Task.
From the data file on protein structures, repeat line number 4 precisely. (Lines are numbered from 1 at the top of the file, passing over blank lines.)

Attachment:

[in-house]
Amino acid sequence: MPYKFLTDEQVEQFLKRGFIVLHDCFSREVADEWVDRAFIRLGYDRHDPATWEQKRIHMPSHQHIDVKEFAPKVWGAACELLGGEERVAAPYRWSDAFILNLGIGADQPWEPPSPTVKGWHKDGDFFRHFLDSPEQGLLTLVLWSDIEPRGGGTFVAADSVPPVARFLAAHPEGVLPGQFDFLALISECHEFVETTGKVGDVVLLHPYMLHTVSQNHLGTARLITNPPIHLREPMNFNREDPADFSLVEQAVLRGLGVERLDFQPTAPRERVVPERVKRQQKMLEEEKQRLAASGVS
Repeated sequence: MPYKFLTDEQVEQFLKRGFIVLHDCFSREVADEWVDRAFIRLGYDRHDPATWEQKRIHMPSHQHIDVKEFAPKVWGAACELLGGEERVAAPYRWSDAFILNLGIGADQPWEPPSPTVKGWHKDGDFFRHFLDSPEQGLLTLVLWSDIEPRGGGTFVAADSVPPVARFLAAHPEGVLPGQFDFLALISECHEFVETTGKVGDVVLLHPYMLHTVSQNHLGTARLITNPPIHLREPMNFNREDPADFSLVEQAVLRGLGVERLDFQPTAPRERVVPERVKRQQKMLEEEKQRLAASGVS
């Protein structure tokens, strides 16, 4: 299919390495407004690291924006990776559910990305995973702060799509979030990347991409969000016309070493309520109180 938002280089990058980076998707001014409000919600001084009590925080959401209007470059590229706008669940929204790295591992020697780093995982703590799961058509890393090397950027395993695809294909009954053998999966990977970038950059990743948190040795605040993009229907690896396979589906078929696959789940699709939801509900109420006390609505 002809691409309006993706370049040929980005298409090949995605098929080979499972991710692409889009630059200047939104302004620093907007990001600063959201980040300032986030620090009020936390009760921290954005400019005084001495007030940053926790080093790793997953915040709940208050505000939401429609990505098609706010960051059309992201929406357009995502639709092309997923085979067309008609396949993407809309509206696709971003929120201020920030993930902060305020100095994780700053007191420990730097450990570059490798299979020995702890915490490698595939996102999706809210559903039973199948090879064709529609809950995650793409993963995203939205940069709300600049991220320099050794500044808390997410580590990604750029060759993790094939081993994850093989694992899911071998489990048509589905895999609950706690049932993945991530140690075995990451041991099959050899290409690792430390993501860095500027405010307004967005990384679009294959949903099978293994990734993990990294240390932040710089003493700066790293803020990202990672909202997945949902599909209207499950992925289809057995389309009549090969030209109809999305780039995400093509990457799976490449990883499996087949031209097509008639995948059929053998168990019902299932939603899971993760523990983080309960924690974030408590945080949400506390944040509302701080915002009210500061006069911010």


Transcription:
């Protein structure tokens, strides 16, 4: 299919390495407004690291924006990776559910990305995973702060799509979030990347991409969000016309070493309520109180 938002280089990058980076998707001014409000919600001084009590925080959401209007470059590229706008669940929204790295591992020697780093995982703590799961058509890393090397950027395993695809294909009954053998999966990977970038950059990743948190040795605040993009229907690896396979589906078929696959789940699709939801509900109420006390609505 002809691409309006993706370049040929980005298409090949995605098929080979499972991710692409889009630059200047939104302004620093907007990001600063959201980040300032986030620090009020936390009760921290954005400019005084001495007030940053926790080093790793997953915040709940208050505000939401429609990505098609706010960051059309992201929406357009995502639709092309997923085979067309008609396949993407809309509206696709971003929120201020920030993930902060305020100095994780700053007191420990730097450990570059490798299979020995702890915490490698595939996102999706809210559903039973199948090879064709529609809950995650793409993963995203939205940069709300600049991220320099050794500044808390997410580590990604750029060759993790094939081993994850093989694992899911071998489990048509589905895999609950706690049932993945991530140690075995990451041991099959050899290409690792430390993501860095500027405010307004967005990384679009294959949903099978293994990734993990990294240390932040710089003493700066790293803020990202990672909202997945949902599909209207499950992925289809057995389309009549090969030209109809999305780039995400093509990457799976490449990883499996087949031209097509008639995948059929053998168990019902299932939603899971993760523990983080309960924690974030408590945080949400506390944040509302701080915002009210500061006069911010």